Tony Moore’s engaging account of Australian bohemians begins with Marcus Clarke and takes us through to Julian Assange. Along the way we encounter Australian bohemia in its diverse expressions, from the art of the Heidelberg School, writing of the Bulletin, high jinks of 1920s Sydney bohemia to the Sydney Push, Melbourne Drift, 1960s counterculture (in both its local and London expatriate manifestations), cultured larrikins of 1970s ‘new nationalism’, punk, post-punk, and much else. Here is the historian as impresario, assembling an extraordinary cast across 150 years of Australian cultural history. To bring them all together without producing an inedible stew is a major achievement in itself.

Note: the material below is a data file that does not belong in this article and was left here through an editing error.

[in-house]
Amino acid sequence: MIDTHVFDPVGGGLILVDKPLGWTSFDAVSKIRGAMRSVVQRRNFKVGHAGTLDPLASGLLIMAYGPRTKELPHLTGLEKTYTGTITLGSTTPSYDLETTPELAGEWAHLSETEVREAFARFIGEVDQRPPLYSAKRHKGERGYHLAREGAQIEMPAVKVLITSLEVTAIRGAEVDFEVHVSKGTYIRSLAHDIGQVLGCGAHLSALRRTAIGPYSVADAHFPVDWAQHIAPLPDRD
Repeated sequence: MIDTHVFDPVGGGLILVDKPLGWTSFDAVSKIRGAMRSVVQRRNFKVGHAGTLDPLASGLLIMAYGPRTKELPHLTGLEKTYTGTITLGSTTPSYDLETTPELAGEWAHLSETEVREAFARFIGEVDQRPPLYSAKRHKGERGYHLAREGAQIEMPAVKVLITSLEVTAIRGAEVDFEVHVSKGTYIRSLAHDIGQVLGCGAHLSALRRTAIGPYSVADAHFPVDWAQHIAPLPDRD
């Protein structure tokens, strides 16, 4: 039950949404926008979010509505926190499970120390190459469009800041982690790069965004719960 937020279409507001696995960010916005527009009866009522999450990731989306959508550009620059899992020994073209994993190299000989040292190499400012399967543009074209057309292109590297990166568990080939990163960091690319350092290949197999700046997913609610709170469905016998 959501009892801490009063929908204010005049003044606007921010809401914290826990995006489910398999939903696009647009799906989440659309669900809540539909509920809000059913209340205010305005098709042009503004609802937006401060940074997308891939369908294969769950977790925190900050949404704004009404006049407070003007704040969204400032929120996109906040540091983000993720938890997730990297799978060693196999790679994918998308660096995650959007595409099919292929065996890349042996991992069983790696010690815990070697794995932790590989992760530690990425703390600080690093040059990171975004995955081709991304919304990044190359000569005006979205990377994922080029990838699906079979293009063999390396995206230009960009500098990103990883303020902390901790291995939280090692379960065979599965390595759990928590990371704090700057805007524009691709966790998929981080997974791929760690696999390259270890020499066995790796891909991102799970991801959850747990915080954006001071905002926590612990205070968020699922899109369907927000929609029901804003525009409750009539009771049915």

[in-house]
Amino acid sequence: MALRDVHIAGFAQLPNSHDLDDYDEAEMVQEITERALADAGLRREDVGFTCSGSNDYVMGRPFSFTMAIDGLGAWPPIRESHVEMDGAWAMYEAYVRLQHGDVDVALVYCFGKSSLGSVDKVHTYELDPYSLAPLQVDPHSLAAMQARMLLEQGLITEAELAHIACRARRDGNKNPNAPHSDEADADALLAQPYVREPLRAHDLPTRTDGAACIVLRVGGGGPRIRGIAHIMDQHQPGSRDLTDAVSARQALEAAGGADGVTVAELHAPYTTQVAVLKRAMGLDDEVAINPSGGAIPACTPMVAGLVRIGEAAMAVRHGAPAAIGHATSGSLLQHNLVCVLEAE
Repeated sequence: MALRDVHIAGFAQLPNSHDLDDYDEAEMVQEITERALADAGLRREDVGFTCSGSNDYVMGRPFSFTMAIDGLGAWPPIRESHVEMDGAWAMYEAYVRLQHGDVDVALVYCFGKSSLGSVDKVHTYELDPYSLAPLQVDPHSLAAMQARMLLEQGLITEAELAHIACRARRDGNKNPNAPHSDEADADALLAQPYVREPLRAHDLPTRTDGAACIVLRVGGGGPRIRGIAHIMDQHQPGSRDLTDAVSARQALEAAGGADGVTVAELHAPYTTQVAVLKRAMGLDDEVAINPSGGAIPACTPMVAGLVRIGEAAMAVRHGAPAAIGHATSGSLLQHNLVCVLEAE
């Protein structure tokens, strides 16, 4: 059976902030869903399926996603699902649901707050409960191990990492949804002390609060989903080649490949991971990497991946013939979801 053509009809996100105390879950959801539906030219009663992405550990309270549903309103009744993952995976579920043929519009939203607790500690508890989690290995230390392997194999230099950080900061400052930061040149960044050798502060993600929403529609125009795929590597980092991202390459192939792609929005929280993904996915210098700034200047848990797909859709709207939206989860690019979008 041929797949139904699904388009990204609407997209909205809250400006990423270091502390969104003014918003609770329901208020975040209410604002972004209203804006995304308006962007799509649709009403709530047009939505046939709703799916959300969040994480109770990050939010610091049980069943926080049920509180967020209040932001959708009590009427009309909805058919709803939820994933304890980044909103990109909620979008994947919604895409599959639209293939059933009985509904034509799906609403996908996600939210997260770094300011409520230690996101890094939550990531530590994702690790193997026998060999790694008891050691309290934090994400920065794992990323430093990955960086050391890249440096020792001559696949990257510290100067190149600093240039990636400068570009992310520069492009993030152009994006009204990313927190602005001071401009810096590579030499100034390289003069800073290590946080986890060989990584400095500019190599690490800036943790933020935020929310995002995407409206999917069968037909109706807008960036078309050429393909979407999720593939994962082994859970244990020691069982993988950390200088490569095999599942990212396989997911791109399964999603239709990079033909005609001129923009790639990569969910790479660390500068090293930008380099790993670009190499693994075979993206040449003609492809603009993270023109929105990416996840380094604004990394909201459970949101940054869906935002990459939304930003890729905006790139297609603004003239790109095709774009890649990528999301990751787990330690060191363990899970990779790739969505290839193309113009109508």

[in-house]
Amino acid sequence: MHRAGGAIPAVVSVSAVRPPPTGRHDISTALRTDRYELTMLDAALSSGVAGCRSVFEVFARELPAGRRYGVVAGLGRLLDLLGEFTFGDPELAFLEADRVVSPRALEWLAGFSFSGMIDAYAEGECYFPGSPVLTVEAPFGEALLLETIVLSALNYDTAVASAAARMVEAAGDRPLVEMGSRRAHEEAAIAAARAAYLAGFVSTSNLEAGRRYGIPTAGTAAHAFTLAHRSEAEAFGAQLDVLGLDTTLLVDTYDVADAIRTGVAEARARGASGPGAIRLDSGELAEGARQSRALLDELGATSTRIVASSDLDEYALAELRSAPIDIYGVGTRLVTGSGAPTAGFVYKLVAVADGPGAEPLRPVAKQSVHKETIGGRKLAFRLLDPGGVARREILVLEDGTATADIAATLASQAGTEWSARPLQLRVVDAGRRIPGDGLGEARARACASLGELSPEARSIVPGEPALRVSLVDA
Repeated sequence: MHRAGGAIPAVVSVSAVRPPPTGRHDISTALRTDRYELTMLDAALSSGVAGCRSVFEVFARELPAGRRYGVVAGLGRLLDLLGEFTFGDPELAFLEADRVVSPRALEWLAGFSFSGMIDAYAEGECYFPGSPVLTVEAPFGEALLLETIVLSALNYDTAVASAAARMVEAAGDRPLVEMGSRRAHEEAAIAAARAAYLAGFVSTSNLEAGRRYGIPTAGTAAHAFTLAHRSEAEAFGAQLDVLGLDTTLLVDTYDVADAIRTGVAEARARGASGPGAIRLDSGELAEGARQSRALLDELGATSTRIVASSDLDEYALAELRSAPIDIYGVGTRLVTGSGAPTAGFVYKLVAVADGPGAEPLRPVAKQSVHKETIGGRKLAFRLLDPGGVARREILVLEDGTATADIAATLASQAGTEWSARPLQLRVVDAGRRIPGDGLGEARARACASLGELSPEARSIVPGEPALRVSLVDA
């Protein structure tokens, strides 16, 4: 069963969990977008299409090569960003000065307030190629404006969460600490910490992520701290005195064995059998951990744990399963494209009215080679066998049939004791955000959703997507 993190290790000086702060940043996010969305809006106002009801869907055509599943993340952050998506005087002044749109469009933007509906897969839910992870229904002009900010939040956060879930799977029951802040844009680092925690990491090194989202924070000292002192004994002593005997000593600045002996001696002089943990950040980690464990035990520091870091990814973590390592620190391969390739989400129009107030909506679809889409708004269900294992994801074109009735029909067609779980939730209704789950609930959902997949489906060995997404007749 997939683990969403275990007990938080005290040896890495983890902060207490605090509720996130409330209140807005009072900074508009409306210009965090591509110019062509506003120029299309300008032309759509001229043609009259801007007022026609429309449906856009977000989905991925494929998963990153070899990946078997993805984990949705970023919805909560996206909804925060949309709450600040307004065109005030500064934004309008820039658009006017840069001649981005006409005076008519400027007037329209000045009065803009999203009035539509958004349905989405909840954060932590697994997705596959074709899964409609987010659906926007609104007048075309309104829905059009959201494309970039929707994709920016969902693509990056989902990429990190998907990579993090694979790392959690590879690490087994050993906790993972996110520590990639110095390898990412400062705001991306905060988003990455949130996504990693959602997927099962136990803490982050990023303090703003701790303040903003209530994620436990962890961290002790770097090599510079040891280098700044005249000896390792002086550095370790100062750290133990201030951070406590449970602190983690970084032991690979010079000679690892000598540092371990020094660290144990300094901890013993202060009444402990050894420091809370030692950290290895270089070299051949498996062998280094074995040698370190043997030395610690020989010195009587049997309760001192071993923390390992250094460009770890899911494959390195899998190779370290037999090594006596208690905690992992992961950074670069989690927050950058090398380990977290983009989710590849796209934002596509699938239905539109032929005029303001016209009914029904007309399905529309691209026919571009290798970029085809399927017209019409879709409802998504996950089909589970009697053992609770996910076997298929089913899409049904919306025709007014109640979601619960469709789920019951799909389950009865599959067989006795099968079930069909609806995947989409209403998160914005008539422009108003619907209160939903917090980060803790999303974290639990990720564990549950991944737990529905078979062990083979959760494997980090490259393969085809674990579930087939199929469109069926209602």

Push and shove
Dancing with Empty Pockets: Australia's Bohemians since 1860
by Tony Moore
Pier 9, $29.95 pb, 384 pp, 9781741961447
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Frank Bongiorno teaches at the Australian National University, where he is Head of the School of History. His most recent book is The Eighties: The decade that transformed Australia (Black Inc., 2015) and he is co-editor, with Benjamin T. Jones and John Uhr, of Elections Matter: Ten federal elections that shaped Australia (Monash University Publishing, 2018).
By this contributor
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